A RARE FIND: Hundreds of exoplanets have now been discovered and catalogued, but the planets orbiting the star HR 8799 are among the few that have been directly imaged. Image: GEMINI OBSERVATORY/NRC/AURA/C. MAROIS ET AL
In the past several days a number of news articles have touted the passage of a tidy astronomical milestone—the discovery of the 500th known planet outside the solar system. In the past 15 years, the count of those extrasolar worlds, or exoplanets, has climbed through single digits into the dozens and then into the hundreds. The pace of discovery is now so rapid that the catalogue of identified planets leaped from 400 to 500 entries in just over a year.
But the astronomer who tends to the exoplanet community's go-to catalogue tempered excitement surrounding the 500th-planet milestone in interviews and in an e-mail to fellow researchers, advising caution in assigning too much precision to the tally. Jean Schneider, an astronomer at the Paris Observatory, has since 1995 maintained The Extrasolar Planets Encyclopedia, a modest-looking Web site that charts a wealth of data on known exoplanets as well as those that are unconfirmed or controversial.
We spoke to Schneider about the difficulties in identifying any given planet as number 500, the future of exoplanet science and just how he came to be the unofficial record keeper of worlds beyond the solar system.
[An edited transcript of the interview follows.]
What motivated you to start the catalogue in 1995?
First, I discovered the Web at the time, and I found it fantastic.
I thought that the search for life in the universe is extremely important, and I wanted to make anything I could to encourage work on the search for life and other planets, and possibly to unify the community.
And so having not only a catalogue but also a Web site with a bibliography and links to conferences was something that I thought was a good thing to help build a community.
Also, at that time we did not know that we would find so many planets!
Is this something that you did on your own?
Yes. Now I have a computer assistant, and that's all.
Did you ever think that you would become the unofficial record keeper for the exoplanet community?
Not at all, not at all. It was just enthusiasm that made me do this.
Back in 1995, of course, there wasn't much to catalogue. Now there are hundreds of planets, and more all the time. How much of your time does this occupy?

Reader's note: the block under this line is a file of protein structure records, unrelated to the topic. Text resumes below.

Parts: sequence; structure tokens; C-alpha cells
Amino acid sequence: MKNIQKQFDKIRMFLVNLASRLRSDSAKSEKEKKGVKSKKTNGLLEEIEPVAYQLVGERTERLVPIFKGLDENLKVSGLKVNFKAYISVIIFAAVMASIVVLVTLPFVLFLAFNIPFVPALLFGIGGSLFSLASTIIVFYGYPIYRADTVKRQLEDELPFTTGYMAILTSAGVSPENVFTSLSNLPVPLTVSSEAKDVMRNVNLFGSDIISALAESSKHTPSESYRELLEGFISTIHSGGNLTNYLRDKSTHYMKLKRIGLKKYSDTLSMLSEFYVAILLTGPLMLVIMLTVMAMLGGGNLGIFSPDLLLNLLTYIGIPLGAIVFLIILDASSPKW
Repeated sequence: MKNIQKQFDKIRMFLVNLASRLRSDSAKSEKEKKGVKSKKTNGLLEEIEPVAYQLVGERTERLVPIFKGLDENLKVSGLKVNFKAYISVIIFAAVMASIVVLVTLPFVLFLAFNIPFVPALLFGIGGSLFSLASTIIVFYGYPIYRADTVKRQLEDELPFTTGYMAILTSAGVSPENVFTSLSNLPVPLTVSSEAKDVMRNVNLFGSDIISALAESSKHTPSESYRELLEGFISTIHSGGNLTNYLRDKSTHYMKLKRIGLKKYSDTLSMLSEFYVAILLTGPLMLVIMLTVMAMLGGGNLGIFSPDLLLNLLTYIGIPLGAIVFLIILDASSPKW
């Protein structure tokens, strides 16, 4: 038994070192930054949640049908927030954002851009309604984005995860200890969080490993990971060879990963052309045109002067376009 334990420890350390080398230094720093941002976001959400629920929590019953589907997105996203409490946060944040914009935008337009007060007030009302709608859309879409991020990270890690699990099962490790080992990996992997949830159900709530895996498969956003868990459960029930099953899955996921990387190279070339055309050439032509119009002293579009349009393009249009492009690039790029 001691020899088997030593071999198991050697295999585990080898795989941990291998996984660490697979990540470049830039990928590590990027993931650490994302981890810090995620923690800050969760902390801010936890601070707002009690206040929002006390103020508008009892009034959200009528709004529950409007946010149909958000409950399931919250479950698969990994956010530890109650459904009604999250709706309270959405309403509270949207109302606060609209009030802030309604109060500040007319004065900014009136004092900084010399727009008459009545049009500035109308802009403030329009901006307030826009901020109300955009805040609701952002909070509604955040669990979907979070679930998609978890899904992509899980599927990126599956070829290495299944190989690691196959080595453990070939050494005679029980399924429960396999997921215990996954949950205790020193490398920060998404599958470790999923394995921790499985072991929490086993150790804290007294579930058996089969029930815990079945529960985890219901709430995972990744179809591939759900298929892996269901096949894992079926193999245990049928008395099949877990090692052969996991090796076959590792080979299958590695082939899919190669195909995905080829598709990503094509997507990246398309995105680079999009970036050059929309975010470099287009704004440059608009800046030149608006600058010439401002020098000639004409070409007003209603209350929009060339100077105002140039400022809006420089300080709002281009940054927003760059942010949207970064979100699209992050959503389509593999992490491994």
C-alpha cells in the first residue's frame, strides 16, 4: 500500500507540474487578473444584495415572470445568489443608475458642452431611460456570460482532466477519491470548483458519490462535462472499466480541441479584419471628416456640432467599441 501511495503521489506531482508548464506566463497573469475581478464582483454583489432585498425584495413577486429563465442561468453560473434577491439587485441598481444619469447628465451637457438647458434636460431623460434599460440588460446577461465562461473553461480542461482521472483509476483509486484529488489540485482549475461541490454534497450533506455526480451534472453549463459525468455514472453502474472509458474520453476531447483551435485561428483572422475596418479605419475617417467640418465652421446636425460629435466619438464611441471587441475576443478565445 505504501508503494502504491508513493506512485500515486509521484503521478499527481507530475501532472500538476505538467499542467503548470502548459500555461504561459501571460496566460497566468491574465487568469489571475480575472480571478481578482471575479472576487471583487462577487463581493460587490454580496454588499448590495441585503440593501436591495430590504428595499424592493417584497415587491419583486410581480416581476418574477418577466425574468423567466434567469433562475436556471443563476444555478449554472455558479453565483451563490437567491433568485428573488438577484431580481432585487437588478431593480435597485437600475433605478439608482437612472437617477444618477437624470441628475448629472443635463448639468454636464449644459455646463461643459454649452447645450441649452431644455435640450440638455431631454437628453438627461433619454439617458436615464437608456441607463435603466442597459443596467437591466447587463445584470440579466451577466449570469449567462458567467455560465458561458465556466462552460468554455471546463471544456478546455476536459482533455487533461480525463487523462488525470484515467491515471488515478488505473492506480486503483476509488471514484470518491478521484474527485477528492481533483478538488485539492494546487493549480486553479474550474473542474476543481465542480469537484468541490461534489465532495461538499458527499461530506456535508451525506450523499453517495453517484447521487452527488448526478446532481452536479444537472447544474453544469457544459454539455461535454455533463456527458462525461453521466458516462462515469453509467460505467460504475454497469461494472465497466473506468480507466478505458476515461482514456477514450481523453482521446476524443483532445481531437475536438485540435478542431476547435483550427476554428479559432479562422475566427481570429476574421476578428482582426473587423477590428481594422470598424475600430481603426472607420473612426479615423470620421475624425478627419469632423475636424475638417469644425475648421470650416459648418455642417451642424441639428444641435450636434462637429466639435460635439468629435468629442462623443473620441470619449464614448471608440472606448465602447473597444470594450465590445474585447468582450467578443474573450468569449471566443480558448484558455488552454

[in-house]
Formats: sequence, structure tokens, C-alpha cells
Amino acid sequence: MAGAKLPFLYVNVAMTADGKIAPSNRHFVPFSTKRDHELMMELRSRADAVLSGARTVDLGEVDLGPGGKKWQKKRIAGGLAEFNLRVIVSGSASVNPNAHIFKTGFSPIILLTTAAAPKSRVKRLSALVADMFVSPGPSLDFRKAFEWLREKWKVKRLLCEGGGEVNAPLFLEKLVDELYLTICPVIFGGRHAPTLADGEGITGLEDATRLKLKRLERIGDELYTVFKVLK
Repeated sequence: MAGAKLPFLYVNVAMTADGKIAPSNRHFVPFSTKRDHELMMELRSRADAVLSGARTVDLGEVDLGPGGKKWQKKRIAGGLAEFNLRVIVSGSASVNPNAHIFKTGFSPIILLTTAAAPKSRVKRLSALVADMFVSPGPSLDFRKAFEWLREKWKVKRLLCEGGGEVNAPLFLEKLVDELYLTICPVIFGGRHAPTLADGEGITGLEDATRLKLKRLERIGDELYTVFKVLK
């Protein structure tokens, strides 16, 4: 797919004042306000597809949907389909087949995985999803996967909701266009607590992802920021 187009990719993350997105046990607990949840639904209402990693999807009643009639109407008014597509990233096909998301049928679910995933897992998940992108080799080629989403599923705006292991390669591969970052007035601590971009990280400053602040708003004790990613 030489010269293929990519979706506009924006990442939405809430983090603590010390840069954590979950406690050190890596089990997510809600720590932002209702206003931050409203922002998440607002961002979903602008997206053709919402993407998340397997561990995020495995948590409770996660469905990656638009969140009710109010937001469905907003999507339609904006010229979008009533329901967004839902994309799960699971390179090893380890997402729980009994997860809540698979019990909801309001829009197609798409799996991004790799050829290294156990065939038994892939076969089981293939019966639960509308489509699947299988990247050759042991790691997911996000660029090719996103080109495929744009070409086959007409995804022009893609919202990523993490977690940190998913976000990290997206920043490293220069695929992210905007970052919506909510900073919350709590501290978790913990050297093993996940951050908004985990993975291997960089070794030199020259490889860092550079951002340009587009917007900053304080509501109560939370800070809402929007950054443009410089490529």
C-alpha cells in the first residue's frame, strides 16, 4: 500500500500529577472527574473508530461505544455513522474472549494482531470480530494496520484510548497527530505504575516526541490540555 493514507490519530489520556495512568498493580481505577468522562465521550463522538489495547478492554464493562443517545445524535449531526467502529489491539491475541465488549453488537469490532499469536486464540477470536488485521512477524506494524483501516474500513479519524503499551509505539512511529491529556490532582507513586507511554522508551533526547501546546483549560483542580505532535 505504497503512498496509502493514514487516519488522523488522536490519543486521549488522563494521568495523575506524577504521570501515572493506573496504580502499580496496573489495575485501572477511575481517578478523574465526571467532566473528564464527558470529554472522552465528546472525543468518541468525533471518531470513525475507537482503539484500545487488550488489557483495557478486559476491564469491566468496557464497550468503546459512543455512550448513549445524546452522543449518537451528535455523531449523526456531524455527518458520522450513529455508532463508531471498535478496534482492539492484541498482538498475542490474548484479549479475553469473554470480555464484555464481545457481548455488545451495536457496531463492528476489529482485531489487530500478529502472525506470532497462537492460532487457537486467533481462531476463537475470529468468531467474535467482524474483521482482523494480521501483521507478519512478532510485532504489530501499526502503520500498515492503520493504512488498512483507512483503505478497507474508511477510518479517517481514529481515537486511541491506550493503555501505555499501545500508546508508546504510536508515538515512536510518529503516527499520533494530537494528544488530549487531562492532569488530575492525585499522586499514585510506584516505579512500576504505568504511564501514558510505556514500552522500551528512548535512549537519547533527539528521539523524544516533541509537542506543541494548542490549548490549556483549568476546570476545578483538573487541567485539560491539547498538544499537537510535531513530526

It used to take me about half an hour every morning. But now it's become one hour every morning.
The thing is to be regular. You have to keep up with the literature and with people sending me information. And at this point I know everybody in the world, so I know what is going on.
Recently there has been a lot of talk about the "500th" extrasolar planet to be discovered. Why do you advise a little caution about celebrating that milestone?
There are several reasons for that. First, there is no consensus on what is a planet and what is a brown dwarf. We don't know exactly where the planets stop and the brown dwarfs start on the mass scale. In addition, the mass scale is not a good criterion. So there is some fuzziness there.
I have decided to take objects up to 20 Jupiter masses. But it's arbitrary, and it will always be arbitrary. There is no good solution for this problem.
Second, there are always errors in measuring the mass. If you have an object with 20.5 Jupiter masses, plus or minus two Jupiter masses, what should I do? This is another problem. To deal with this problem I decided to be flexible within one standard error. If the object is within one standard deviation of 20 Jupiter masses, I take it.
What is important is just to be clear about that. That is why there is a "readme" file which explains that.
The other comment I want to make is that in my opinion it is better to have a little bit more objects than those that are really well confirmed, because this catalogue is also a working tool to help astronomers around the world not to miss an interesting candidate so they can work on it.
Even so, I estimate that there have been only about five retracted planets, so that is 1 percent.